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Experts Talk Turkey about Climate Change at Sierra Nevada Conservancy Symposium

Action needed now to avoid dire consequences


       

By: Susan Lauer, YubaNet

That climate change is occurring now is indisputable, and we need to take action now to avoid dire consequences in the future. That was the message delivered during the first annual symposium on "Climate Change in the Sierra" hosted by the Sierra Nevada Conservancy (SNC) on Wednesday, Dec. 5 in Nevada City.

Up to 300 representatives of government agencies, businesses, non-profits and concerned citizens from across the region were on hand to hear about the potential impacts of climate change in discussion sessions moderated by the state's foremost experts from the academic, government, business and non-profit fields.

"We want you to take away ideas for action as a region, community and as individuals," SNC Executive Officer Jim Branham told the audience. "What can we do to address the important issue of climate change?"

Global temperatures have jumped on average 1.1 degrees in recent decades and will increase another 2 to 10 degrees or more in coming decades, depending on how successful we are at reducing greenhouse gas emissions.

Even today, said a number of experts, residents can see the effects of climate change by simply returning to a favorite local spot and noticing the different scenery from years past.

"It's about recognition that climate change is happening. The question now is to what extent are we behind this and what can we do to address it?" said California Secretary of Resources Mike Chrisman. "How do we balance the goals of habitat conservation and protect biodiversity? We have to adapt. This is a big challenge in the Sierra."

Speakers provided in-depth explanations of how climate change can affect the Sierra Nevada, including:

- Runoff from winter snow is beginning up to three to four weeks earlier than normal. This poses a problem for much of the state, which relies on the Sierra for 60 percent of its freshwater supply.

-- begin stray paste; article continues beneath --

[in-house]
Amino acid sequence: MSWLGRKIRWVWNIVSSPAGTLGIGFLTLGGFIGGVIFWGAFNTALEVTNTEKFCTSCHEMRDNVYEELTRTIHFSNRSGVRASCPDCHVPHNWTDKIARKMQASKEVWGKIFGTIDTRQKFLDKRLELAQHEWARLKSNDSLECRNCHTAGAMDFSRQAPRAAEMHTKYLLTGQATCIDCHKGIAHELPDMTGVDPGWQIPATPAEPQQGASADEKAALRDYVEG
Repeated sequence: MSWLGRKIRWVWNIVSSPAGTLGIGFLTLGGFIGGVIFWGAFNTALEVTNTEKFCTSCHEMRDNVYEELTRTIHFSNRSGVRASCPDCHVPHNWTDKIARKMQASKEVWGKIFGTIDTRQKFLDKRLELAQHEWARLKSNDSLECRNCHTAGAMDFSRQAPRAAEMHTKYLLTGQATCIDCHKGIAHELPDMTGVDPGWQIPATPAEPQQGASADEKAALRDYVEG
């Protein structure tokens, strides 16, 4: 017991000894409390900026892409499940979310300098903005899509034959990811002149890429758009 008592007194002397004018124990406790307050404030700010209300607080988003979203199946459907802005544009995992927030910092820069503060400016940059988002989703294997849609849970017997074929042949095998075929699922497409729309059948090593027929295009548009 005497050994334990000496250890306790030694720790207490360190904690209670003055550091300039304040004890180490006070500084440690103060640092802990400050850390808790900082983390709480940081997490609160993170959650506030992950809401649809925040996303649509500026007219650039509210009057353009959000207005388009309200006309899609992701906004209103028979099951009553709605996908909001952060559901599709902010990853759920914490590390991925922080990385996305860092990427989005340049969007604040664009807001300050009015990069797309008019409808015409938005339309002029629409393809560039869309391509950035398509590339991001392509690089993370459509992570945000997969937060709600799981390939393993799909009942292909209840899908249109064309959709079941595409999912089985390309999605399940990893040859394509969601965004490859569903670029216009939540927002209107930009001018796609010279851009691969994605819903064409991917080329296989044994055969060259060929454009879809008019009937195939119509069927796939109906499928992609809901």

- More frequent wildfires of greater than 1,000 acres will threaten mountain and foothill communities, which will face longer summertime fire seasons.

- Ice on mountain lakes will melt earlier and produce algae blooms that cloud up the water and harm fish.

- Plants will bloom earlier and there will be a shift in species plants and trees will grow in different locations as they adapt to warmer conditions.

As individuals and in our communities, we must be diligent, said Jonas Minton, a water policy advisor to the Planning and Conservation League and former deputy director of the California Department of Water Resources. He emphasized three points:

"We need to question the way that we are thinking about climate change. We need to change faster. Don't plan or act for 2100. It's an issue now."

"The kinds of actions and sacrifices needed are of the magnitude our parents and grandparents faced during World War II. We must look to regional self-reliance."

"We need to find ways we can maintain our spirits."

The symposium focused on two main areas with specific tracts on each topic:

Climate change implications for the Sierra

1) Impacts of snow and water - panel discussion on the effects of climate change on water management, supply, recreation, and fisheries and other economic and social issues.

2) Impacts on Sierra landscapes - panel discussion on the effects of climate change on vegetation, fire, habitat and other economic and social issues.

How the Sierra can be part of the solution: The unique tools within the Sierra for dealing with these issues

1) Carbon and Beyond - panel discussion regarding forests, biomass, carbon sequestration, potential markets, and forest management practices.

2) Community Adaptation - panel discussion on federal land management, development/building, transportation/air quality.

The Sierra Nevada Conservancy (SNC) is a state agency within the Resources Agency founded in 2004 to provide strategic direction for the environmental, economic and social well-being of the Sierra Nevada and its communities.

Read the speaker bios at http://sierranevadaconservancy.ca.gov/docs/speakerbios.pdf

Related article:

Sierra Nevada Conservancy Approves First Round of Grants

 

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